The chopper motor 54 provides the ability to adjust the chopper rate from 0.1 to approximately thirty hertz with high time resolution. The chopper motor 54 should be responsive enough to allow reciprocating blocking as opposed to continuous rotary blocking at a rate of thirty interrupts per second. Thus, the chopper 52 blocks the light source 22 for practically as long or as short a time as required.

Additionally, as mentioned above, the measuring apparatus 10 of the present invention preferably includes a “synch” detector 92 to detect the precise timing of the chopper mechanism 50 so as to permit accurate measurement determination. The system processor 60 receives this silicon “synch” detector signal, which, in a working embodiment, comprises a square wave pulse, for use in signal processing and as needed.

An actual interrupt consists of a command from the system processor 60 to the controller 56 to start the chopper motor 54. The controller 56 may be preprogrammed with a predefined acceleration, deceleration and various chop rates, one of which is defined by a technician as noted above. The chopper motor 54 accelerates the chopper 52 through some angle and it then enters the first slot 28 a defined in the illumination unit support 28, see FIG. 3. For example, in a working embodiment, the chopper 52 has a first transition time of 3.1 ms, a period of 10.4 ms during which the light source 22 is completely blocked, and a second transition time of 3.1 ms for a total chop time of 16.6 ms. If samples from the detector elements 90 a-90 f are collected at 5000 samples/second, then 10.4 ms of total dark time means there are approximately 52 samples collected when the chopper 52 completely occludes the light source 22. Since the InGaAs detector elements of the illustrated embodiment have a fast response time, these measurements are considered valid although it is acceptable to discard from each entering and leaving edge, i.e., corresponding to the first and second transition times, an additional three measurements. Thus approximately 46 dark condition samples may be used to normalize measurement data. Using the above numbers, the time that the measuring apparatus 10 is not measuring properties/characteristics of the paper web 100 is less than two percent of the operating time of the measuring apparatus 10.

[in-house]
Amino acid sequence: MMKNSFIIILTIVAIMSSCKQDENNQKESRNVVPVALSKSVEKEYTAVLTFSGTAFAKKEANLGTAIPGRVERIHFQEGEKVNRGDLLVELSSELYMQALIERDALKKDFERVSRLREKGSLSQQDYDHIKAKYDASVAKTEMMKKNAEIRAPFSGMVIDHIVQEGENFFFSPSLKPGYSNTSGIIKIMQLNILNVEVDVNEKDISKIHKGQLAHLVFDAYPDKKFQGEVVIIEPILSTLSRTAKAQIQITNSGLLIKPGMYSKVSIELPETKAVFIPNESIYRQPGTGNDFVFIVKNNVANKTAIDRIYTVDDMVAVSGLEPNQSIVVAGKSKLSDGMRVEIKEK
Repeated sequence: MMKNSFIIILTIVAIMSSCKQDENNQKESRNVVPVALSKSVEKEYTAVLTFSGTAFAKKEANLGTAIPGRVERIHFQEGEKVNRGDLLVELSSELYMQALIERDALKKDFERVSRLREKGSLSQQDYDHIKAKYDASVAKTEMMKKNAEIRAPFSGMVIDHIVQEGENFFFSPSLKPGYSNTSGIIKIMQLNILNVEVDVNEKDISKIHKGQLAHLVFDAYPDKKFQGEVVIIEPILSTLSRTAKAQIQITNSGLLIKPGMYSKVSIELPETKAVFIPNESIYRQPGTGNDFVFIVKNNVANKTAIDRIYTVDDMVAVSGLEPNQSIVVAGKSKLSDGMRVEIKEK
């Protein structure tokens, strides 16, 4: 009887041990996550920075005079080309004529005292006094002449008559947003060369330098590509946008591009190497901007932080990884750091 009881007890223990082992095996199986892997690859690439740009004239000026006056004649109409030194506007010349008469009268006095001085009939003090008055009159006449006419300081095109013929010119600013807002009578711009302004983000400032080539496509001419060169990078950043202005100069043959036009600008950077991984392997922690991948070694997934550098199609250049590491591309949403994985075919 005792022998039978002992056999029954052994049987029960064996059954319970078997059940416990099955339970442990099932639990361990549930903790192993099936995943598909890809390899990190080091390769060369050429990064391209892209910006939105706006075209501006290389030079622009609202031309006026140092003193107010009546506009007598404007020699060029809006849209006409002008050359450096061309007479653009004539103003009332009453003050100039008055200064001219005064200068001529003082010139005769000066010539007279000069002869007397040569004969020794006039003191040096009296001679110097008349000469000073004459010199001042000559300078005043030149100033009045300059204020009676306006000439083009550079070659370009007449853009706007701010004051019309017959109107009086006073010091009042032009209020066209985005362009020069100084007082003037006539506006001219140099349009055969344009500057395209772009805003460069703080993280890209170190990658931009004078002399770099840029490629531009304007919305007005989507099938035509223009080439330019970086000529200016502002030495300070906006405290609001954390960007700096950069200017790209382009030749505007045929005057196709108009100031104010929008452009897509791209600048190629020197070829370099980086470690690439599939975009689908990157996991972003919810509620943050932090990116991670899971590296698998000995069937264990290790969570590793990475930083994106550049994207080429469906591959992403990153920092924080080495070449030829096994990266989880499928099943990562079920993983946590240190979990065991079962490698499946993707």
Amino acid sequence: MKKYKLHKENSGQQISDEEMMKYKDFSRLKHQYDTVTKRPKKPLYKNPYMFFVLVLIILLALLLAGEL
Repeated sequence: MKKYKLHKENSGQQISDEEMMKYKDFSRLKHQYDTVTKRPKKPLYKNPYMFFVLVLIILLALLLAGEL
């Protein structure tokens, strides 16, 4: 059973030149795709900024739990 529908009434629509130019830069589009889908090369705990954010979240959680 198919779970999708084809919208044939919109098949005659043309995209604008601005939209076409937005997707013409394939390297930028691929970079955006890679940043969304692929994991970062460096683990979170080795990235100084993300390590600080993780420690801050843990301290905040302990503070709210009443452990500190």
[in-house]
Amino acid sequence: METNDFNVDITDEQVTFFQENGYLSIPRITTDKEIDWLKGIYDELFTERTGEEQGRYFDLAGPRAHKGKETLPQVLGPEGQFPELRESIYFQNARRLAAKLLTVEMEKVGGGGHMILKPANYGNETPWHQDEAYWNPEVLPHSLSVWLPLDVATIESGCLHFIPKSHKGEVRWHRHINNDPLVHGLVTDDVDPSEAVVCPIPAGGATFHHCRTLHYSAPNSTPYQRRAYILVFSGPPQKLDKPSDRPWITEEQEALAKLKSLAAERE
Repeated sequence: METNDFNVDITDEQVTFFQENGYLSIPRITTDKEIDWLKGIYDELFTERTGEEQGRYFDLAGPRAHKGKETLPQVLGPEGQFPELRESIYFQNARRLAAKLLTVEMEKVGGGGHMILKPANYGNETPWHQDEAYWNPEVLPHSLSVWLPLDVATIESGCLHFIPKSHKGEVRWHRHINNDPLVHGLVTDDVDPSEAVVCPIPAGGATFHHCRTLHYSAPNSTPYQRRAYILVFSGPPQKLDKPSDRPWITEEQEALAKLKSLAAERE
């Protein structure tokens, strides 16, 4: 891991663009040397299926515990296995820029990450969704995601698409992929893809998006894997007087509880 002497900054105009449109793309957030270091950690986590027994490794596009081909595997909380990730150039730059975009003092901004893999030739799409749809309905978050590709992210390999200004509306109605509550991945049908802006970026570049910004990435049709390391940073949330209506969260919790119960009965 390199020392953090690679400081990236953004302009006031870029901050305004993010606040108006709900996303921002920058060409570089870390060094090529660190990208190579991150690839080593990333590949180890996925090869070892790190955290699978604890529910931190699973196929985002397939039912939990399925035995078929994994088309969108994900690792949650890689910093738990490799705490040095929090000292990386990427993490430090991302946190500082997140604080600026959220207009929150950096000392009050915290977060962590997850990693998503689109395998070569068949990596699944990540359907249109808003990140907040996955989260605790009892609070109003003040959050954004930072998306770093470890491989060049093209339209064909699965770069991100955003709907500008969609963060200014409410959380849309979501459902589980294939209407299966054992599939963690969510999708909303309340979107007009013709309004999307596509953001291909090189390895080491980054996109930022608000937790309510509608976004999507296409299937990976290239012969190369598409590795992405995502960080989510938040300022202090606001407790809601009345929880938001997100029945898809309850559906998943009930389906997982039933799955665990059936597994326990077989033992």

In the illustrated embodiment, the system processor 60 uses the square wave synch detector pulse 92 to determine which samples collected when the chopper 52 occludes the light source 22 are deleted. For example, a predefined number of samples outside each of the entering and trailing edges of the square wave pulse may be deleted, as well as a predefined number of samples inside each of the entering and trailing edges of the square wave pulse. Hence, the first transition time corresponds to the predefined samples inside and outside the entering edge that are deleted and the second transition time corresponds to the predefined samples inside and outside the trailing edge that are deleted.